Big winner in the Marshall trade is the Lions...further evidence that the Cowboys gave up WAY too much for Roy Williams
You'll get no argument from me. Denver is being congratulated for extracting a pair of second-round draft choices from Miami for Marshall, and deservedly so. (Just three days ago, Pittsburgh settled for a fifth-round pick from the New York Jets for receiver Santonio Holmes.)
Using one version of the trade value chart, NFC West colleague Mike Sando computed the Broncos' bounty into the rough equivalent of the No. 28 overall pick in a draft. In other words, the Broncos got the value of a low first-round pick for Marshall.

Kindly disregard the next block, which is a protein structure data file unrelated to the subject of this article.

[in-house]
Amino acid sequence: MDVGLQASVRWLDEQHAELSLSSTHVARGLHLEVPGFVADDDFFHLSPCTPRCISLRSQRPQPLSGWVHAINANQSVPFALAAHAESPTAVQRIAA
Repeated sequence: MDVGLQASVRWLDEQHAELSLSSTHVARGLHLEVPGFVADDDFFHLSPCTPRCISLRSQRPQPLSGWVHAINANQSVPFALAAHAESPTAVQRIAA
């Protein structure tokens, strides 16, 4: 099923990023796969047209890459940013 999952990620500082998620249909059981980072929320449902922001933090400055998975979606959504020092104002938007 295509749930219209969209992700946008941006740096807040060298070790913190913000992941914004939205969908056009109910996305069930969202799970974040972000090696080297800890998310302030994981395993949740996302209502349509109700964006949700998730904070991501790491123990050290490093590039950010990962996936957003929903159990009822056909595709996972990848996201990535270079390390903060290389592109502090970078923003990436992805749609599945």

As you might recall, Detroit got better than franchise-player value for Williams in the 2008 trade that sent him to Dallas. The Lions wound up with a first-round pick (No. 20 overall), along with additional selections in the third and sixth rounds. They gave Dallas a seventh-round pick.
You would be hard pressed to find an objective reason why Williams was worth more than Marshall. The only thing I can think of is Marshall's precious status under the NFL's personal conduct policy; one more mistake and he could face an indefinite suspension. On the field, Marshall clearly has outdistanced Williams' pre-trade production.
Williams played in 60 games for the Lions before the trade. Coincidentally, Marshall played in 61 for Denver. Over those near-identical time periods, Marshall had 327 receptions to Williams' 262. That's a difference of nearly one full catch per game.
I don't think it was any secret before Wednesday, but now it's more clear than ever: Lions general manager Martin Mayhew absolutely fleeced the Cowboys on this deal.